CapitaLand (SGX: C31) had just completely sold out its majority stake in Australia-based Australand Property Group (ASX: ALZ) this March. The former, one of Singapore’s largest real estate outfits, had decided to use the proceeds to pare down its debt and reinvest in its core markets in China and Singapore. This is an interesting decision by CapitaLand. Currently, the interest rate environment is near historic lows while both Singapore and China are faced with an overheated property market. But, even with cheap money sloshing around and an undesirable situation in China and Singapore, CapitaLand still feels that…
CapitaLand (SGX: C31) had just completely sold out its majority stake in Australia-based Australand Property Group (ASX: ALZ) this March. The former, one of Singapore’s largest real estate outfits, had decided to use the proceeds to pare down its debt and reinvest in its core markets in China and Singapore.
This is an interesting decision by CapitaLand. Currently, the interest rate environment is near historic lows while both Singapore and China are faced with an overheated property market. But, even with cheap money sloshing around and an undesirable situation in China and Singapore, CapitaLand still feels that the future returns from Australand might not be able to outperform any available alternatives.
With the sale of Australand, it seems that CapitaLand is expecting very low returns from the Australian real estate outfit in the future.
Then, came the contrarian…
Yet, Frasers Centrepoint (SGX: TQ5) had just revealed yesterday its bid for Australand at A$4.48 per stapled security, or A$2.6 billion (around S$3.0 billion) in total. That’s an almost 19.5% premium to what CapitaLand had sold its stake for. In addition, Frasers Centrepoint’s bid is also 3% higher than the A$2.52 billion that Stockland (ASX: SGP), a major Australian property company, had bid for Australand this May.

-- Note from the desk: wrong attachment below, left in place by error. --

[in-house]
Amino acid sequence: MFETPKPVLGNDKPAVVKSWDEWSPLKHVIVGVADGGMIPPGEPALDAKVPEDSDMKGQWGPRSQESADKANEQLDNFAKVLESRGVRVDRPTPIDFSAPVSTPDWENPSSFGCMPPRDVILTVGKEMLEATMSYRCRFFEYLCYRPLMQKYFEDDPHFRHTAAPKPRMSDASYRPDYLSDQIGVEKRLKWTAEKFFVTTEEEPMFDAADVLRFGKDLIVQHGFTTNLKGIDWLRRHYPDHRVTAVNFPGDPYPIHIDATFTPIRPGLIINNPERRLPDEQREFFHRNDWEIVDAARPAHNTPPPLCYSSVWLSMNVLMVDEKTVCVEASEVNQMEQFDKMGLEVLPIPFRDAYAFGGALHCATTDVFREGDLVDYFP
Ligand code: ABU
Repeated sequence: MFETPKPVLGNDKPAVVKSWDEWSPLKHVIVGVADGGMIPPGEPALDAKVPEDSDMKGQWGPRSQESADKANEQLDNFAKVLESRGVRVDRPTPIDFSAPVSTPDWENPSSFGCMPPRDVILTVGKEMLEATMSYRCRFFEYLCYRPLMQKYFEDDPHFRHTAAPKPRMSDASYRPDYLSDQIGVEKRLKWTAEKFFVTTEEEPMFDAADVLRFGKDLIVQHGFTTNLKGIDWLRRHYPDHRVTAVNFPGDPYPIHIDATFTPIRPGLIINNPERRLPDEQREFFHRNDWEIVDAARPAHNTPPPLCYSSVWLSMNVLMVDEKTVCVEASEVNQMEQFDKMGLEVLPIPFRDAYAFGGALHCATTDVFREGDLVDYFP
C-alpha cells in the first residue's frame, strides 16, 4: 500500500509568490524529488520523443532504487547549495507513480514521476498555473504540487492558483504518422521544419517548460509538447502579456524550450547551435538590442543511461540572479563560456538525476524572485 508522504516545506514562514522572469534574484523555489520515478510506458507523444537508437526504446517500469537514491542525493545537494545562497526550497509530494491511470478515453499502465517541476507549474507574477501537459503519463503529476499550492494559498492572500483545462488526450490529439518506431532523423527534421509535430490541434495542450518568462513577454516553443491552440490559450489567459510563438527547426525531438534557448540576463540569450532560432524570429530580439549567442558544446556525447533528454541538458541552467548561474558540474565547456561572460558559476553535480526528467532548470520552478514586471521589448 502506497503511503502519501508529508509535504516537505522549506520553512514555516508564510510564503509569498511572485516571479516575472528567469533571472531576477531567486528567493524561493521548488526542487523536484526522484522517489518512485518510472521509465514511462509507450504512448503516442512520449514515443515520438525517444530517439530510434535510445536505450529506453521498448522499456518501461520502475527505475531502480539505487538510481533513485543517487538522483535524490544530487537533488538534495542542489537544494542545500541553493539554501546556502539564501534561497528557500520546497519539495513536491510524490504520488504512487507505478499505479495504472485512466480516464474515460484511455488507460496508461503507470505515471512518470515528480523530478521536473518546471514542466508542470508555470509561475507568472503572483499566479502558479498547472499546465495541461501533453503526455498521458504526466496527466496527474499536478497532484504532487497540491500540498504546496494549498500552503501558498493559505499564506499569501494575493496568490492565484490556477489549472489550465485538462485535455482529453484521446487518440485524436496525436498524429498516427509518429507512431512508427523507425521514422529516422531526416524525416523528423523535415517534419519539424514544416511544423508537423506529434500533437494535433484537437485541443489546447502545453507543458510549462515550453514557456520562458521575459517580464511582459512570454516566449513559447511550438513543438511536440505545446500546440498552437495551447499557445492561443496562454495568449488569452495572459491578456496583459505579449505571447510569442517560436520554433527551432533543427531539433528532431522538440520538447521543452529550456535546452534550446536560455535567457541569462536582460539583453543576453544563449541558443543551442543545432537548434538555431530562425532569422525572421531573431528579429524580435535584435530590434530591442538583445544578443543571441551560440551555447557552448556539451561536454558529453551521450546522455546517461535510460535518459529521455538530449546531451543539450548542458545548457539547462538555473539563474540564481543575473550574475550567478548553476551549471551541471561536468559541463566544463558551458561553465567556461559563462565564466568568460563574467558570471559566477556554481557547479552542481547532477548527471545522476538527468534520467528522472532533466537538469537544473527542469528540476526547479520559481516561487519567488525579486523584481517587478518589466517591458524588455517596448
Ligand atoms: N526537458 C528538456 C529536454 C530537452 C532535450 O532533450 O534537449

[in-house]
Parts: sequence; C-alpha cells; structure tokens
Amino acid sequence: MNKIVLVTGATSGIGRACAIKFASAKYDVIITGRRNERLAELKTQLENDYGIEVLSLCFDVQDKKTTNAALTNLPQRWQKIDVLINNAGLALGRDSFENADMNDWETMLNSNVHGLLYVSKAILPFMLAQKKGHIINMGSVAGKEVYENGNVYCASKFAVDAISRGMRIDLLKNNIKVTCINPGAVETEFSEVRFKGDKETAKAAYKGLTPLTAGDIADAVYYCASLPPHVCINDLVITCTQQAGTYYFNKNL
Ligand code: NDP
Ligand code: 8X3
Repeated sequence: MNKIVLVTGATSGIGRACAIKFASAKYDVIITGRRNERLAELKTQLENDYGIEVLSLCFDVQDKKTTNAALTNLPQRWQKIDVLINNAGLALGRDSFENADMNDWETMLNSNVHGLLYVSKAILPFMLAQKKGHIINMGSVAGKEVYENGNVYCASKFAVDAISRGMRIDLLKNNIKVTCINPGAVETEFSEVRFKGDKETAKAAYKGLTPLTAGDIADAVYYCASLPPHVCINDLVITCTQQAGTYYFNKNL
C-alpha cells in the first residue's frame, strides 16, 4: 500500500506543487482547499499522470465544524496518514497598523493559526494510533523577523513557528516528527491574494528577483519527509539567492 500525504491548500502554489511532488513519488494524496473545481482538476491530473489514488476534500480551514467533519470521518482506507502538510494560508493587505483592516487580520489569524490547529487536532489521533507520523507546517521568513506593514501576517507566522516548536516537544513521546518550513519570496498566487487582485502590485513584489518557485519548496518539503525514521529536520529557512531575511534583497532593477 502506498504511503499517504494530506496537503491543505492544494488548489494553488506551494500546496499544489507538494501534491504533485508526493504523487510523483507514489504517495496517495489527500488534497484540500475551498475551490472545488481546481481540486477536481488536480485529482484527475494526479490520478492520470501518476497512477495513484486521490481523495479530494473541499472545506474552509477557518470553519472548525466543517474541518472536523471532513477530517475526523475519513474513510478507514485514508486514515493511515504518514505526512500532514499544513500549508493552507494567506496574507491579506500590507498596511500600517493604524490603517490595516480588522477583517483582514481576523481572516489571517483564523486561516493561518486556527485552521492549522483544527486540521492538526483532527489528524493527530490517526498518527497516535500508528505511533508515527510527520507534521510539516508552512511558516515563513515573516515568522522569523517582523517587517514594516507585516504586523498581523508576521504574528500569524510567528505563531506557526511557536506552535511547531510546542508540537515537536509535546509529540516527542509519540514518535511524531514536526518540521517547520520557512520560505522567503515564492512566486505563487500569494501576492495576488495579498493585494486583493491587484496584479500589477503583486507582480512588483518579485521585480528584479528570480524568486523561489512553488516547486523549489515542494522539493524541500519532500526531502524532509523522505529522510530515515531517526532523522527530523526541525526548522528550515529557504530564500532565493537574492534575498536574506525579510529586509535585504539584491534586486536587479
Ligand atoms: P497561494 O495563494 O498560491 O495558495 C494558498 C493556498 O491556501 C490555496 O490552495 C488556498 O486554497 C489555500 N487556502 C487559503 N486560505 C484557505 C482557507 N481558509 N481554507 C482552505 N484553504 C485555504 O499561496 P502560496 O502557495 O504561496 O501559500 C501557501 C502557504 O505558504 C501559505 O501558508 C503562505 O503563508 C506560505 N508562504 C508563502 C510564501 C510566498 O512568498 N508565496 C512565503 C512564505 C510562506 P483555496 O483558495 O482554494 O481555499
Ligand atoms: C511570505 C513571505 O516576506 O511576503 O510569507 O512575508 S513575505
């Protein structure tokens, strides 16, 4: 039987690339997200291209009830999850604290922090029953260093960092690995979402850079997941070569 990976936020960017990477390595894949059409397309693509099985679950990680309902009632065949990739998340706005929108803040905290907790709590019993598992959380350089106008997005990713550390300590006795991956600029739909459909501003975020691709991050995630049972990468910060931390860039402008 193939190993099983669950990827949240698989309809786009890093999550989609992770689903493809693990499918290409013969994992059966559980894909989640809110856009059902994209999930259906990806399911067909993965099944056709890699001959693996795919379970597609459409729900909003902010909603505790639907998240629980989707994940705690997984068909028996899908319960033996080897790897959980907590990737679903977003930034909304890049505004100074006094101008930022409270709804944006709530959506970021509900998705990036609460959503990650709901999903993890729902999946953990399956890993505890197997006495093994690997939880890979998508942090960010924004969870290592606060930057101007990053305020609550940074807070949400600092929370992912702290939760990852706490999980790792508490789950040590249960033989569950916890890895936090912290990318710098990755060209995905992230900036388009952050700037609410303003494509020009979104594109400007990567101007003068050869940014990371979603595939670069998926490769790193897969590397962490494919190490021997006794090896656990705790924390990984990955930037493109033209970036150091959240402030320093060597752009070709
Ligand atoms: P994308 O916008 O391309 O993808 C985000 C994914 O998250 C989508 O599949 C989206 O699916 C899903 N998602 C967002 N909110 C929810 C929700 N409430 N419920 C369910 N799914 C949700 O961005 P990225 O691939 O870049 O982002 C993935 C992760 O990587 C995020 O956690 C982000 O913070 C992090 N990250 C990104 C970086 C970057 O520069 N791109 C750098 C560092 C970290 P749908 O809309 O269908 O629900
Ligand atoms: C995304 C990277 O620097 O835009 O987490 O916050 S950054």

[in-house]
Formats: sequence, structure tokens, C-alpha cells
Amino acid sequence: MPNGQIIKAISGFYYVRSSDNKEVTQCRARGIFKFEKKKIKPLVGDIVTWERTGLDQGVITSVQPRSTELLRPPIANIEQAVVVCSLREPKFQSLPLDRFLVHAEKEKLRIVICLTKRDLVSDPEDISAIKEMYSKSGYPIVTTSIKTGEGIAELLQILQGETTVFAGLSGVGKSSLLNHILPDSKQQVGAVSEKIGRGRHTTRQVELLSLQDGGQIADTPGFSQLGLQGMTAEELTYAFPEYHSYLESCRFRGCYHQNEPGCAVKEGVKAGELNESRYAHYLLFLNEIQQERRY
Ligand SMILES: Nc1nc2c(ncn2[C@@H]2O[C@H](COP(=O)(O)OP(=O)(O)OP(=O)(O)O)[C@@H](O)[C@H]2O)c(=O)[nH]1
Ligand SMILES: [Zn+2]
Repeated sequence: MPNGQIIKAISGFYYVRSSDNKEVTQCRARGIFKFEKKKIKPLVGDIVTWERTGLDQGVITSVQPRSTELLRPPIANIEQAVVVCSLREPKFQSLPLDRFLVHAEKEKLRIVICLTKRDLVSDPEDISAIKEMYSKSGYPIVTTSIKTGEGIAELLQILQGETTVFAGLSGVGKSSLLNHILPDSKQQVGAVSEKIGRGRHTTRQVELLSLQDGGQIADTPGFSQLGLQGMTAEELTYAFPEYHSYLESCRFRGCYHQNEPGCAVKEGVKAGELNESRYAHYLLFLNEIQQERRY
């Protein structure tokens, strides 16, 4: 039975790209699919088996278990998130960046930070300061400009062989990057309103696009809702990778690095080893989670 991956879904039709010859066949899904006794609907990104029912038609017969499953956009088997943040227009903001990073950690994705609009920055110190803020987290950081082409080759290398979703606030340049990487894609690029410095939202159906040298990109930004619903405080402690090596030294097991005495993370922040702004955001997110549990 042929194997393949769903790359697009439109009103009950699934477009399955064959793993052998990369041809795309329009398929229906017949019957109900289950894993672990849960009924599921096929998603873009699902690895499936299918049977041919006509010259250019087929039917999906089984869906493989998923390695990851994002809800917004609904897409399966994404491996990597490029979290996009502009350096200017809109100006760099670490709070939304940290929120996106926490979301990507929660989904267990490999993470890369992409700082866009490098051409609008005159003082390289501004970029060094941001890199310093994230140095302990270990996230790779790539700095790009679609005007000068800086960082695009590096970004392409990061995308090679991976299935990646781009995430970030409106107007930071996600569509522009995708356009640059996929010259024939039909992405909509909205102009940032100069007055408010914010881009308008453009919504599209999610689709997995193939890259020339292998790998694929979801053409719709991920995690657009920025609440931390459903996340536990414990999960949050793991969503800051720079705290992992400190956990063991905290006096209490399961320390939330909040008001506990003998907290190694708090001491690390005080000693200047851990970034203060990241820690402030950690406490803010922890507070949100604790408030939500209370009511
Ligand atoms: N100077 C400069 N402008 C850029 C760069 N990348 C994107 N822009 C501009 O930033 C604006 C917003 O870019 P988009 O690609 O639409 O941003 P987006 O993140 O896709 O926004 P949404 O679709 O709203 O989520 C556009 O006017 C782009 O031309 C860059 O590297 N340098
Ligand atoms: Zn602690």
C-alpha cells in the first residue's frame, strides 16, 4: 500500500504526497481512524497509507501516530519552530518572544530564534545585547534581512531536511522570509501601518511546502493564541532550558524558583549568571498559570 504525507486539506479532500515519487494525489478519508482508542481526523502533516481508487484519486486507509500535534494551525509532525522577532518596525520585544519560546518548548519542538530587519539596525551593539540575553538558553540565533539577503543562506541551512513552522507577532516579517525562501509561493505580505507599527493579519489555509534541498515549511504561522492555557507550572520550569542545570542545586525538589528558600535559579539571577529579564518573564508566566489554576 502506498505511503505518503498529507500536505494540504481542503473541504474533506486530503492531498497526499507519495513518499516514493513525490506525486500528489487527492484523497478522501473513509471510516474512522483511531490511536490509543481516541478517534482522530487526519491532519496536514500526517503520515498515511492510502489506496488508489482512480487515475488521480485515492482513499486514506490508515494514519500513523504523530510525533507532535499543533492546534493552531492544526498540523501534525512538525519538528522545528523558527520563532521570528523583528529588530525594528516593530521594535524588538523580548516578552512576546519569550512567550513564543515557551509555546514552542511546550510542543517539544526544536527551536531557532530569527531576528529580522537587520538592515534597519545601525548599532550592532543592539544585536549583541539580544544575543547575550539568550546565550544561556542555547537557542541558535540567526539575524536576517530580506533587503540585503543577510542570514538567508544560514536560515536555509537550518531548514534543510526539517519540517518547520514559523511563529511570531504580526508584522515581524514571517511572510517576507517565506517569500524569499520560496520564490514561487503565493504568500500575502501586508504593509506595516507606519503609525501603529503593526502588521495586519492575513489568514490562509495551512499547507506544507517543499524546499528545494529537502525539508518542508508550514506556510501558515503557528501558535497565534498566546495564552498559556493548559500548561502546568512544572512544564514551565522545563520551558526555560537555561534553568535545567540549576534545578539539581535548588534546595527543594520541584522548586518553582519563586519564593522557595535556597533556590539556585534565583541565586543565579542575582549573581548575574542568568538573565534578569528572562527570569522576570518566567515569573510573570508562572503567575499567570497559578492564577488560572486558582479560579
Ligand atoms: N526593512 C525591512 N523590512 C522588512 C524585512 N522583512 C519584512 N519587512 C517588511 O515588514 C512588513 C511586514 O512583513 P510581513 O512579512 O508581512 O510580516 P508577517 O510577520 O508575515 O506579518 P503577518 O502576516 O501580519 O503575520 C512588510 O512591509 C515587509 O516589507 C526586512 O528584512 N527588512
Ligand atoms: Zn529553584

Why would Frasers Centrepoint want to pursue this deal?
There are a few possible reasons. Firstly, there is clear synergy between Australand and the existing Australian business of Frasers Centrepoint. Currently, Australia is the second largest market for Frasers Centrepoint in terms of operating profits and asset value. If the two companies are able to combine their operations, it’s likely there can be cost savings and improvements in efficiency.
Secondly, as Australand is one of the largest property owners in Australia, its portfolio might be possible targets for Frasers Centrepoint’s real estate investment trusts, namely Fraser Centrepoint Trust (SGX: J69U) and Fraser Commercial Trust (SGX: ND8U).
This can help Frasers Centrepoint, assuming it has already gained control of Australand, in two ways: 1) it can offload some of Australand’s properties into the REITs to unlock value in those properties and raise some cash to pare down its debt; and 2) if the REITs end up purchasing some of Australand’s properties, that will also increase the assets under management of the REIT and boost management fees for Frasers Centrepoint.
The risks involved
Frasers Centrepoint is planning to fund the whole acquisition using its cash resources and debt. At last count, the company had only S$656 million in cash while carrying S$3.7 billion in total debt.
Currently, Frasers Centrepoint is in the midst of selling some of its assets into a new REIT which is expected to help lower its leverage. But, the proposed acquisition of Australand, if accepted, would likely see Frasers Centrepoint having to bump up its leverage again.
As it stands, Australia has not seen a recession in the past 23 years so Australand and Frasers Centrepoint’s Australian businesses seems safe. But, with Frasers Centrepoint already having a high level of borrowings, taking on additional debt can result in a very risky situation for the company if the Australian economy starts slowing down significantly (as Herbert Stein once famously said, “If something can’t go on forever, it won’t” – that can be applied to Australia’s economy too).
As mentioned earlier, Frasers Centrepoint is not the only one interested in Australand – Stockland has also entered a bid. As this is now a public bidding war, Frasers Centrepoint must exercise discipline and not be goaded into paying an exorbitant price for Australand. The perils of making an unwise purchase is exacerbated by the situation, as mentioned earlier, of Frasers Centrepoint having a highly-levered balance sheet.
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The information provided is for general information purposes only and is not intended to be personalised investment or financial advice. Motley Fool Singapore contributor Stanley Lim owns Frasers Centrepoint Ltd.